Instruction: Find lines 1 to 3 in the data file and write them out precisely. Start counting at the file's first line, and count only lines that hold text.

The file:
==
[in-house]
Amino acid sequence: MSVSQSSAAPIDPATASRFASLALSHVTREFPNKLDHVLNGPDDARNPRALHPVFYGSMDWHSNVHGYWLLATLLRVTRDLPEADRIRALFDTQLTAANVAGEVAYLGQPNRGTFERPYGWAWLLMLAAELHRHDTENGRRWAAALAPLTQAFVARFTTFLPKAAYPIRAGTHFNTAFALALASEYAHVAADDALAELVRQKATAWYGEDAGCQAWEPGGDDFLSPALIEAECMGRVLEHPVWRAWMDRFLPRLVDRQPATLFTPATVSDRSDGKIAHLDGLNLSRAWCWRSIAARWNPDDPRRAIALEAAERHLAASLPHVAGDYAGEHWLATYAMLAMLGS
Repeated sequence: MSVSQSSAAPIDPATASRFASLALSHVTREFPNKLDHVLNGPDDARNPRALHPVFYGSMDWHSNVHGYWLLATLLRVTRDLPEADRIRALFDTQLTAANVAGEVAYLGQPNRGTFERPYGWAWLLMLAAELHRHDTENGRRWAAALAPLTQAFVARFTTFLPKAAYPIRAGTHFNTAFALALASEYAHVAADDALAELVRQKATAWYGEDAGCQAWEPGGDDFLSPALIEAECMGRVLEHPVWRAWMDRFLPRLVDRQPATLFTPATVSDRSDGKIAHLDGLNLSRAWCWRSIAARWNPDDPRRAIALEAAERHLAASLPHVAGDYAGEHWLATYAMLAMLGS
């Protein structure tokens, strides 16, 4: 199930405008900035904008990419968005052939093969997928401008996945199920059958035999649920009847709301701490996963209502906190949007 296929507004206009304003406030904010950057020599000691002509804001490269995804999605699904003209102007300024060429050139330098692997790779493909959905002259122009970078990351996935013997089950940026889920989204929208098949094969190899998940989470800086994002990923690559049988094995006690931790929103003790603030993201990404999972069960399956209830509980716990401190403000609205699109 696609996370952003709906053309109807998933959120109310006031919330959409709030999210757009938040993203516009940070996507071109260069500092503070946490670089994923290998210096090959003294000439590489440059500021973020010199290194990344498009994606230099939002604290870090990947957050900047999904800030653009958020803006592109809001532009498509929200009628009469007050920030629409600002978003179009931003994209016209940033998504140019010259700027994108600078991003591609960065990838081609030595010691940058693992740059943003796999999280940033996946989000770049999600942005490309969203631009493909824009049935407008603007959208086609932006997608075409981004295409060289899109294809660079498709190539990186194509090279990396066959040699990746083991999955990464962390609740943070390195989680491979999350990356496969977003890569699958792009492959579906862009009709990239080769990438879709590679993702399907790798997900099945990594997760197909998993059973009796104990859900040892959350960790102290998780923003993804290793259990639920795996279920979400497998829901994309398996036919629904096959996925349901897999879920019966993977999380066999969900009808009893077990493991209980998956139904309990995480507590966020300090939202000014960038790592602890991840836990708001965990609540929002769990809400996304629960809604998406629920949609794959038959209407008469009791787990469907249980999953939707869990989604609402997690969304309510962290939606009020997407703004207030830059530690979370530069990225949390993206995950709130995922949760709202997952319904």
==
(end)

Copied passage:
[in-house]
Amino acid sequence: MSVSQSSAAPIDPATASRFASLALSHVTREFPNKLDHVLNGPDDARNPRALHPVFYGSMDWHSNVHGYWLLATLLRVTRDLPEADRIRALFDTQLTAANVAGEVAYLGQPNRGTFERPYGWAWLLMLAAELHRHDTENGRRWAAALAPLTQAFVARFTTFLPKAAYPIRAGTHFNTAFALALASEYAHVAADDALAELVRQKATAWYGEDAGCQAWEPGGDDFLSPALIEAECMGRVLEHPVWRAWMDRFLPRLVDRQPATLFTPATVSDRSDGKIAHLDGLNLSRAWCWRSIAARWNPDDPRRAIALEAAERHLAASLPHVAGDYAGEHWLATYAMLAMLGS
Repeated sequence: MSVSQSSAAPIDPATASRFASLALSHVTREFPNKLDHVLNGPDDARNPRALHPVFYGSMDWHSNVHGYWLLATLLRVTRDLPEADRIRALFDTQLTAANVAGEVAYLGQPNRGTFERPYGWAWLLMLAAELHRHDTENGRRWAAALAPLTQAFVARFTTFLPKAAYPIRAGTHFNTAFALALASEYAHVAADDALAELVRQKATAWYGEDAGCQAWEPGGDDFLSPALIEAECMGRVLEHPVWRAWMDRFLPRLVDRQPATLFTPATVSDRSDGKIAHLDGLNLSRAWCWRSIAARWNPDDPRRAIALEAAERHLAASLPHVAGDYAGEHWLATYAMLAMLGS